A glance at filmmaker Larry Fessenden's feature output over the last 16 years may not suggest the most prolific style; the native New Yorker whose gruesome 1991 animal experimentation allegory No Telling drew admiration even among those it revolted followed up with 1997's East Village vampire drama Habit, 2002's upstate gothic Wendigo and this year's enviro-horror saga The Last Winter (opening Wednesday in New York). But it's not as though he hasn't been busy, having also acted in films by directors like Jim Jarmusch, Martin Scorsese and Neil Jordan and, through his indie shingle Glass Eye Pix, co-produced nearly a dozen projects by horror upstarts including Ti West, Douglas Buck, Dave Gebroe and James Felix McKenney.
Certainly the most ambitious project yet to emerge from Glass Eye Pix, the Iceland-shot Last Winter chronicles an American crew whose oil drilling operation in Alaska is besieged by a succession of cruel phenomena that may or may not be hunting them. At the root of their internecine squabbles is a fundamental disagreement over when and how to pursue Alaska's resources, epitomized by the gruff company man Pollack (Ron Perlman) and the sensitive, calculating scientist Hoffman (James Le Gros). Fessenden's thematic horror echoes that of No Telling in particular; the consequences of man's perversion of nature are rendered here against one of the starkest backdrops on Earth, where the clarity of self-destruction is as disturbing as any of the unfortunate who burn to death, freeze or are consumed by crows.
Fessenden will be on hand tonight at Lincoln Center to discuss a Film Comment Selects screening of The Last Winter. The Reeler recently spoke with the actor/filmmaker about the film and his ongoing stewardship of independent horror in New York.
THE REELER: Your projects have gotten farther and farther from the city since you made Habit downtown in 1997. How did you wind up in Iceland?
LARRY FESSENDEN: I wanted to make the movie in Alaska. I pictured it in Alaska; I'd been there as a kid, and I'd always had a romance for the wild landscape out there. I wanted to make a snow movie in particular. Then I was researching the oil drilling, and all of these themes came together. I really wanted to film up in ANWR (Arctic National Wildlife Refuge), which was completely impractical. So then the job was to look for a location that would even approximate that, and oddly enough, Canada didn't suit us. Then my producer found some financial opportunities through Iceland, so we looked there very deliberately and found everything we needed.
R: How did those opportunities free you up as a filmmaker, and how did you also adapt to the conditions imposed by shooting in such unfamiliar territory?
LF: I like a bit of adventure. I'm a fan of Werner Herzog, and I love the Ernest Shackleton story and the idea of leadership against all odds in adverse conditions. So I'm usually up for it, even though in my heart, I'm just a homebody. But once you step out, you might as well make it vigorous. So the weather I was up for. The Icelandic people I found to be a very generous and robust group; I felt very at home with them, even more so than with certain crews I've worked with here. We had a completely Icelandic crew, and I think it helped morale.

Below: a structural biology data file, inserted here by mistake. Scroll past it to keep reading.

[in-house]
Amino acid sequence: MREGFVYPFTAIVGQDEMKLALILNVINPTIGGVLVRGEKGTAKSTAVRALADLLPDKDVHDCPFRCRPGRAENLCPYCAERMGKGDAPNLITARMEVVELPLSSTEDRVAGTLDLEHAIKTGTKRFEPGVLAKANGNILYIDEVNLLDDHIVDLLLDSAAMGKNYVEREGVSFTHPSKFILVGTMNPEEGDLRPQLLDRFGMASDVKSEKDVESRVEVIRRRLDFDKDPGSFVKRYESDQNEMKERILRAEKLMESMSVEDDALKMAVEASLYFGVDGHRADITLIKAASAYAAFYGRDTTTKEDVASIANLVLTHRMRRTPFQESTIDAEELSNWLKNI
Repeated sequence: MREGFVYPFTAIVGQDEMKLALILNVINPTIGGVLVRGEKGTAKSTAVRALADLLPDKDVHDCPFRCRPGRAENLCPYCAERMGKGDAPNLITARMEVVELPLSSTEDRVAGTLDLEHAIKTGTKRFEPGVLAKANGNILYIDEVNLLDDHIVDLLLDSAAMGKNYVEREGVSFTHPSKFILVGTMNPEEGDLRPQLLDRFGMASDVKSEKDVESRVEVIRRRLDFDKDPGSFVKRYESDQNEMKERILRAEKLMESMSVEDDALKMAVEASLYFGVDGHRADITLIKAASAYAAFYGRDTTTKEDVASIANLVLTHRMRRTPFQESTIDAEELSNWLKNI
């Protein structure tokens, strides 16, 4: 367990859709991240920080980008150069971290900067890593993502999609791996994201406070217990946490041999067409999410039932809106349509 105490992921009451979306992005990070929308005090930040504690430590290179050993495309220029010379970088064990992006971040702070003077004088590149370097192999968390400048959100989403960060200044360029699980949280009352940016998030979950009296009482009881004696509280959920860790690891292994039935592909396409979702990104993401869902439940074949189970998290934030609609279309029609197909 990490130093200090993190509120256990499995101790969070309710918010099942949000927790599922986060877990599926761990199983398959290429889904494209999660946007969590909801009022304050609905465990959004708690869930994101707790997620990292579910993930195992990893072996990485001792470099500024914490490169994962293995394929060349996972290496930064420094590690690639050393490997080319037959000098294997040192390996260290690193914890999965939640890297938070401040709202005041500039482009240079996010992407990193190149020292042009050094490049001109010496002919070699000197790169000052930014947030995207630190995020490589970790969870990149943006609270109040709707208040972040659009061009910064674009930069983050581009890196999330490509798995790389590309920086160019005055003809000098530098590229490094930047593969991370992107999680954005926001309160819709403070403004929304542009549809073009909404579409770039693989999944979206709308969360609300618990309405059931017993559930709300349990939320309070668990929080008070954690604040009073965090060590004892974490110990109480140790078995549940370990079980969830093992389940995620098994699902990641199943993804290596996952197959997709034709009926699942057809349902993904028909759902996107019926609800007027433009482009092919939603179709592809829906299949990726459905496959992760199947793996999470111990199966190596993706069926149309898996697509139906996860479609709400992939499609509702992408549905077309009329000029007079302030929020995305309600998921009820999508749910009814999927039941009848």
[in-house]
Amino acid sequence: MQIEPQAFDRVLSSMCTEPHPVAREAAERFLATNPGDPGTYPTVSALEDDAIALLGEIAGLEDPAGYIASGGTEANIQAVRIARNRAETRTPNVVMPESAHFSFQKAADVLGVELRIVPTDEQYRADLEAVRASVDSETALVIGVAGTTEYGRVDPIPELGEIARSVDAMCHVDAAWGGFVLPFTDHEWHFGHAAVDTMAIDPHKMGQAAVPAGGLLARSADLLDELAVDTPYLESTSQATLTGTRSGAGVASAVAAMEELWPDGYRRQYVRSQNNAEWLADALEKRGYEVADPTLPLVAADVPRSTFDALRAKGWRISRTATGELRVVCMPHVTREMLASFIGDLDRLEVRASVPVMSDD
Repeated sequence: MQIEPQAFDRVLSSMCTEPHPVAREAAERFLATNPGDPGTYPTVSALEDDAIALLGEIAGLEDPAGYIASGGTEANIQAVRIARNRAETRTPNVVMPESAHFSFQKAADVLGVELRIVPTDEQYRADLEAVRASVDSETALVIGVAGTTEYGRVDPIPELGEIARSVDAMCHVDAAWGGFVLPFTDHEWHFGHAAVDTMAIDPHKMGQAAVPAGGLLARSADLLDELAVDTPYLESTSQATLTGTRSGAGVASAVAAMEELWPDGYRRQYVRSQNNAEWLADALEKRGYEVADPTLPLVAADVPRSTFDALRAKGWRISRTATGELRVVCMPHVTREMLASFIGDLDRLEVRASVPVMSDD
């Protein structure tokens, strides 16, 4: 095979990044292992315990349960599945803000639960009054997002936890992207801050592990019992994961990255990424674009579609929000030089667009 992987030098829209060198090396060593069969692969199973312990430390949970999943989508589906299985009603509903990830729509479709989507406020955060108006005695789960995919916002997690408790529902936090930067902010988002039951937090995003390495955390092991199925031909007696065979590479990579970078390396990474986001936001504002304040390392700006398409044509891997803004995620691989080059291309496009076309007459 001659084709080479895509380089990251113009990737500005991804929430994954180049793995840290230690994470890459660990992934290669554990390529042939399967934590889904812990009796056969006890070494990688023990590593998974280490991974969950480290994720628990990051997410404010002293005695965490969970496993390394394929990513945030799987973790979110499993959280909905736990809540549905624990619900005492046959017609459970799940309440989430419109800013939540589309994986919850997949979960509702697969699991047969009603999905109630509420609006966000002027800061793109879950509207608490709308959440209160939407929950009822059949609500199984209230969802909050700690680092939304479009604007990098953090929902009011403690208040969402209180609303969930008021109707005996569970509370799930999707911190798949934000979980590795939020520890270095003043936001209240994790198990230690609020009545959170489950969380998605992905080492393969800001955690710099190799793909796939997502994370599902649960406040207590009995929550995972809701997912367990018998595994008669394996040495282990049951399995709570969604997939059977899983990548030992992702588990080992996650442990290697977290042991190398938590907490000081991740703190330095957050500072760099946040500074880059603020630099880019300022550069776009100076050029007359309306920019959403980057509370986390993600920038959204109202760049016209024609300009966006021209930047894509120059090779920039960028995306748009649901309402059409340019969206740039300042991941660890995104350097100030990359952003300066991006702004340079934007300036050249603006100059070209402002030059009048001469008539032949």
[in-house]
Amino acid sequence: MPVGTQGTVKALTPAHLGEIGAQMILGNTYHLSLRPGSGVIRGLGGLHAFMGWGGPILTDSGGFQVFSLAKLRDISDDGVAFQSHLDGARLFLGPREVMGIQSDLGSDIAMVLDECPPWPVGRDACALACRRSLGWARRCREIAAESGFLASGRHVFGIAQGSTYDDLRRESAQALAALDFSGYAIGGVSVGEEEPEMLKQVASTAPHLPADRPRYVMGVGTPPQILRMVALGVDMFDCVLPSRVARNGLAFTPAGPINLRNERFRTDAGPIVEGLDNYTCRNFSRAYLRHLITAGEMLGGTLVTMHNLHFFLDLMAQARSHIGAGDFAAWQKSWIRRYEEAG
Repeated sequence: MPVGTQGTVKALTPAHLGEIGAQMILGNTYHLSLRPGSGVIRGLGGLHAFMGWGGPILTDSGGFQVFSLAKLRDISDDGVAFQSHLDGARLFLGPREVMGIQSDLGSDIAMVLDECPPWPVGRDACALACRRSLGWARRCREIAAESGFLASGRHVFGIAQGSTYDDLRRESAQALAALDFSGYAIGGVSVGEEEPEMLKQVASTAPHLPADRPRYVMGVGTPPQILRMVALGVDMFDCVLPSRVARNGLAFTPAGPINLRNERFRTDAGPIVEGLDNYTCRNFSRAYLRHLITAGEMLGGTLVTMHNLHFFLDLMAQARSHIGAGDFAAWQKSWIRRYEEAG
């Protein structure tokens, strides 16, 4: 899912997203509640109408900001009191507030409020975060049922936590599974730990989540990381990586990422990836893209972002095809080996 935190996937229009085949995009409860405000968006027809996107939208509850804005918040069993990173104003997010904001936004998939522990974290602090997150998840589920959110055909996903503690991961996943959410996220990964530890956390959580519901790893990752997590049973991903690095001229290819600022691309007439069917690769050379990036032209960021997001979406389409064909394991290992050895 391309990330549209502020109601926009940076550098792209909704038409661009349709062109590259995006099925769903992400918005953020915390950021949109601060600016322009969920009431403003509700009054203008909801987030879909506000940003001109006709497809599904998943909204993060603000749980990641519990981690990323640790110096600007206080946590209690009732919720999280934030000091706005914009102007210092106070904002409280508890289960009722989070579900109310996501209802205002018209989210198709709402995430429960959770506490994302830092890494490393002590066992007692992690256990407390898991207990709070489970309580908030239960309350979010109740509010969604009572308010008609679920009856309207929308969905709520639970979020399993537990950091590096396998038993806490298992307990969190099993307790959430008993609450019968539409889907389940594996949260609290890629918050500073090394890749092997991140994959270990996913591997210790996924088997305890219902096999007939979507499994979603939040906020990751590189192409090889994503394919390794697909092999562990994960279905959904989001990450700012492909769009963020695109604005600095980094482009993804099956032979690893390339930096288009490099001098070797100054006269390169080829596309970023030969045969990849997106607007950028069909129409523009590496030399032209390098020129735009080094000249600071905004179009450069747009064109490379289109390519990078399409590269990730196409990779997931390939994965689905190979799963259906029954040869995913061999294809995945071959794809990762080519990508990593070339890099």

R: Your previous film, Wendigo, was also set in the dead of winter. What is it about the season that appeals to you creatively? Is there something unnerving about the season itself?
LF: Well, I love the snow, but in Wendigo, when we were shooting in upstate New York, a lot of the snow started melting away. The whole end of the film is in sort of wet brown leaves and forests instead of what I wanted, which was very graphic trees in the white woods. One of the motivations to make The Last Winter was to find a place where there really would be enough snow throughout the shoot. As far as the significance, with the notion of global warming, I've come to romanticize the winter as something that's not always going to be there. Artistically, it's just a very graphic season. I'm a huge fan of Fargo and lots of other snow movies, but I think they fall into their own category because there's something very graphic that starts to happen photographically. Finally, there's the essence of untouched snow with single footprints being forged on camera. There's something really present about that. It's not like the seventh take you're watching.
R: Is that the type of awareness you have to explain to your cast and crew as the shoot wears on -- to keep them engaged in a way under such inhospitable conditions?
LF: There are endless jokes about how our next movie will be a beach movie with topless babes and the sun and the Coppertone. But the truth is that most actors enjoy being put in the place of their characters. The cold is one thing that will do that; I think the actors enjoyed it. And then when it became really severe -- and we did have a couple of blizzards and whiteouts -- there was a feeling that the Icelandics were responsible and could help us out of a pickle. But we don't need to overdramatize what we went through to make this movie. It was a cold shoot. Sometimes it was glaringly hot in the sun.
R: You're a very thematic filmmaker. What's the challenge of integrating Big Ideas like global warming or class conflict into your work while avoiding heavy-handedness or didaticsm?